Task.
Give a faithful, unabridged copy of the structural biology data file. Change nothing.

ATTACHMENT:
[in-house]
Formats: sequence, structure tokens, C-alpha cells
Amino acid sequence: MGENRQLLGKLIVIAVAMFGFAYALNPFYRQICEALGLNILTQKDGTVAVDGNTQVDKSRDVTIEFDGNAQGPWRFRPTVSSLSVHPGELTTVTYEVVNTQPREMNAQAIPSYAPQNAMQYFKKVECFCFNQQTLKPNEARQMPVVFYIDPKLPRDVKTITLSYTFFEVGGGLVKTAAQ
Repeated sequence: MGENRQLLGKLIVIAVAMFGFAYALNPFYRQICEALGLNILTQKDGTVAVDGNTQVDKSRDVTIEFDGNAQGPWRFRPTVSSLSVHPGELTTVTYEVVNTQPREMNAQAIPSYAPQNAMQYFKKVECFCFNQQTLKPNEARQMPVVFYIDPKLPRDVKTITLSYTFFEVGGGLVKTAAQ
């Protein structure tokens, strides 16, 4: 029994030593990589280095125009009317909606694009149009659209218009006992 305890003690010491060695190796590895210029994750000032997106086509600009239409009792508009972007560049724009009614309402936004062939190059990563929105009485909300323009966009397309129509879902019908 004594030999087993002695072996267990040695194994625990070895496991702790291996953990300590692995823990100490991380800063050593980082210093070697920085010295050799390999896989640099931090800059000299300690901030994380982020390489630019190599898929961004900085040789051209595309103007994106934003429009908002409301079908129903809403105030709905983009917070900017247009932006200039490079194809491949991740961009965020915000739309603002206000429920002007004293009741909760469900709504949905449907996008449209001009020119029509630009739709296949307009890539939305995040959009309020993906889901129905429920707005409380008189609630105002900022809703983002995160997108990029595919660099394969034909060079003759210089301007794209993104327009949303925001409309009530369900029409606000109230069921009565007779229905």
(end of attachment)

[in-house]
Formats: sequence, structure tokens, C-alpha cells
Amino acid sequence: MGENRQLLGKLIVIAVAMFGFAYALNPFYRQICEALGLNILTQKDGTVAVDGNTQVDKSRDVTIEFDGNAQGPWRFRPTVSSLSVHPGELTTVTYEVVNTQPREMNAQAIPSYAPQNAMQYFKKVECFCFNQQTLKPNEARQMPVVFYIDPKLPRDVKTITLSYTFFEVGGGLVKTAAQ
Repeated sequence: MGENRQLLGKLIVIAVAMFGFAYALNPFYRQICEALGLNILTQKDGTVAVDGNTQVDKSRDVTIEFDGNAQGPWRFRPTVSSLSVHPGELTTVTYEVVNTQPREMNAQAIPSYAPQNAMQYFKKVECFCFNQQTLKPNEARQMPVVFYIDPKLPRDVKTITLSYTFFEVGGGLVKTAAQ
């Protein structure tokens, strides 16, 4: 029994030593990589280095125009009317909606694009149009659209218009006992 305890003690010491060695190796590895210029994750000032997106086509600009239409009792508009972007560049724009009614309402936004062939190059990563929105009485909300323009966009397309129509879902019908 004594030999087993002695072996267990040695194994625990070895496991702790291996953990300590692995823990100490991380800063050593980082210093070697920085010295050799390999896989640099931090800059000299300690901030994380982020390489630019190599898929961004900085040789051209595309103007994106934003429009908002409301079908129903809403105030709905983009917070900017247009932006200039490079194809491949991740961009965020915000739309603002206000429920002007004293009741909760469900709504949905449907996008449209001009020119029509630009739709296949307009890539939305995040959009309020993906889901129905429920707005409380008189609630105002900022809703983002995160997108990029595919660099394969034909060079003759210089301007794209993104327009949303925001409309009530369900029409606000109230069921009565007779229905």